7. How does language influence the way we think, act, and perceive the world?
    8. How do authors use the resources of language to impact an audience?
    9. How is literature like life?
    10. What is literature supposed to do?
    11. What influences a writer to create?
    12. What is the purpose and function of art in our culture?
    13. How does literature reveal the values of a given culture or time period?
    14. How does the study of fiction and nonfiction texts help individuals construct their understanding of reality?
    15. In what ways are all narratives influenced by bias and perspective?
    16. Where does the meaning of a text reside? Within the text, within the reader, or in the transaction that occurs between them?
    17. What can a reader know about an author’s intentions based only on a reading of the text?
    18. What are enduring questions and conflicts that writers (and their cultures) grappled with hundreds of years ago and are still relevant today?
    19. How do we gauge the optimism or pessimism of a particular time period or particular group of writers?
    20. Why are there universal themes in literature–that is, themes that are of interest or concern to all cultures and societies?
    21. What are the characteristics or elements that cause a piece of literature to endure?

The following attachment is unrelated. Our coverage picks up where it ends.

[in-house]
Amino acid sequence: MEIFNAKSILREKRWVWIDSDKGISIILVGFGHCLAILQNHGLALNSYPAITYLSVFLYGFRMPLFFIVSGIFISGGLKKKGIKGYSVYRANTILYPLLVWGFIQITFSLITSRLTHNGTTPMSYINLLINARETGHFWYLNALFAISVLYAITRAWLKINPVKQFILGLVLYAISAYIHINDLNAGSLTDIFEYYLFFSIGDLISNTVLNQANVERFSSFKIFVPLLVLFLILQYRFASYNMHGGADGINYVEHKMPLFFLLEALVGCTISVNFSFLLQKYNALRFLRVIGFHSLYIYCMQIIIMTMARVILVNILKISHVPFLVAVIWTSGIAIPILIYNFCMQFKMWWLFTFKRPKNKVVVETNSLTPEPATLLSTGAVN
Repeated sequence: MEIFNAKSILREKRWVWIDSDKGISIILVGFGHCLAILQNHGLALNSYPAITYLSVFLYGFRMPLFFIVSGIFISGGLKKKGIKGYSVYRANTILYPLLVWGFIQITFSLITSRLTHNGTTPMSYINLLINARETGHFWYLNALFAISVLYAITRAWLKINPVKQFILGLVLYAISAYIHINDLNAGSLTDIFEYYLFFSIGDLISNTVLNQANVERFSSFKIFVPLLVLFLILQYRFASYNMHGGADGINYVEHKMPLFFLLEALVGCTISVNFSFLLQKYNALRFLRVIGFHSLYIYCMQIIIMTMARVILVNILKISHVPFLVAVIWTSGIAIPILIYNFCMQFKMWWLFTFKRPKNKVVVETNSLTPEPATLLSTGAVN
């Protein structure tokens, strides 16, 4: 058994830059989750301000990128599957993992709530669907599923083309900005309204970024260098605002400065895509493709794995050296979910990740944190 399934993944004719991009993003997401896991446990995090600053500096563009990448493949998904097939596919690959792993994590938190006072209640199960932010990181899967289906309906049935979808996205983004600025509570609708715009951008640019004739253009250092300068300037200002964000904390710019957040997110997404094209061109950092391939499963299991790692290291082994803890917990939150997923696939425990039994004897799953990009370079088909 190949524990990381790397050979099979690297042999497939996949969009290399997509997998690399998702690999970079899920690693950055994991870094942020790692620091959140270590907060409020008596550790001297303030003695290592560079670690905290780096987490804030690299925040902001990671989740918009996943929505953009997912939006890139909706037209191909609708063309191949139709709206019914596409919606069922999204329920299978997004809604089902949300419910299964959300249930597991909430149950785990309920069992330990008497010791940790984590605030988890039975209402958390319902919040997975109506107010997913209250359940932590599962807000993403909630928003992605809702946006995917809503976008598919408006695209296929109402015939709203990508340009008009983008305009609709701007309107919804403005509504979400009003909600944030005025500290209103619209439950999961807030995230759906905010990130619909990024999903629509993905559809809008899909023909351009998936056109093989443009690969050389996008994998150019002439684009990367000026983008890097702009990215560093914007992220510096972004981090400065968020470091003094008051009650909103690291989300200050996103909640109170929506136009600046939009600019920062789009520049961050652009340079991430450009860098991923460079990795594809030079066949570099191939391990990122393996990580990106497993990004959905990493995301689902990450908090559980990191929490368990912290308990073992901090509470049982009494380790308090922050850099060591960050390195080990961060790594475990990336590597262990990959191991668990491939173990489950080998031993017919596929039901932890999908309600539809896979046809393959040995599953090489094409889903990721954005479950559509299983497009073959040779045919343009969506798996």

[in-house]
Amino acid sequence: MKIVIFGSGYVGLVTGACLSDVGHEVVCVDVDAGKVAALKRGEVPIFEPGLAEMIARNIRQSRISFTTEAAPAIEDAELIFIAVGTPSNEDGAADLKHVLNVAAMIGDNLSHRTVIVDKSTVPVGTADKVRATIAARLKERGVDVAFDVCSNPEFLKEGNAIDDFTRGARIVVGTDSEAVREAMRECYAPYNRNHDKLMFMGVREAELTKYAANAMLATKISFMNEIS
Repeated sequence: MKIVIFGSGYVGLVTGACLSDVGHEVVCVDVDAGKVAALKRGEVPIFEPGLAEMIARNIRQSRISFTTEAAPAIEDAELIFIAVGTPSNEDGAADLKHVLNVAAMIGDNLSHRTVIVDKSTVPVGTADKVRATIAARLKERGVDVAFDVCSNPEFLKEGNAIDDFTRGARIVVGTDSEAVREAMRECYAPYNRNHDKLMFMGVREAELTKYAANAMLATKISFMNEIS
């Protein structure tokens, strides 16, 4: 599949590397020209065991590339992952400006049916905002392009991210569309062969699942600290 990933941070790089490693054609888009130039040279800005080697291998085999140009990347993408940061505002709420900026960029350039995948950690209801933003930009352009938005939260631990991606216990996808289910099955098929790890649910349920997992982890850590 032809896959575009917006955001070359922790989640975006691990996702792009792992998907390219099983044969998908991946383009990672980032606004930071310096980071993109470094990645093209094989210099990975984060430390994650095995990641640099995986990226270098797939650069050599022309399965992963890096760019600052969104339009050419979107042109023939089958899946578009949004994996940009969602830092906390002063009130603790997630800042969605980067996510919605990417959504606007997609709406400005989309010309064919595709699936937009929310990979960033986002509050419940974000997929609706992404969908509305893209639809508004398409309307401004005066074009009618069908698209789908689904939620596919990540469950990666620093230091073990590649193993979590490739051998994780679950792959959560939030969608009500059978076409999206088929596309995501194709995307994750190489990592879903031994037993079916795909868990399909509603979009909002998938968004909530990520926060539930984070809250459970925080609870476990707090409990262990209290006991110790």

22. What distinguishes a good read from great literature?
    23. Who decides the criteria for judging whether or not a book is any good?
    24. What is the purpose of: science fiction? satire? historical novels, etc.?

    Love & Sacrifice

    1. If any, what are the boundaries of love and sacrifice, and where does one draw the line between them?
    2. What are the factors that move individuals / communities / nations to great sacrifice and what are the consequences?

    Nature in the Balance

    1. What are the responsibilities of the individual / society / superpowers in regard to the health of the environment?  (local, regional, national or international context can be used)
    2. What are the consequences of being unconcerned with nature’s balance/harmony?

    Our View of the World and Ourselves

    1. How do we know what we know?
    2. What is changeable within ourselves?
    3. How does what we know about the world shape the way we view ourselves?
    4. How do our personal experiences shape our view of others?
    5. What does it mean to be an insider or an outsider?
    6. What does it mean to “grow up”?
    7. Where do our definitions of good and evil come from?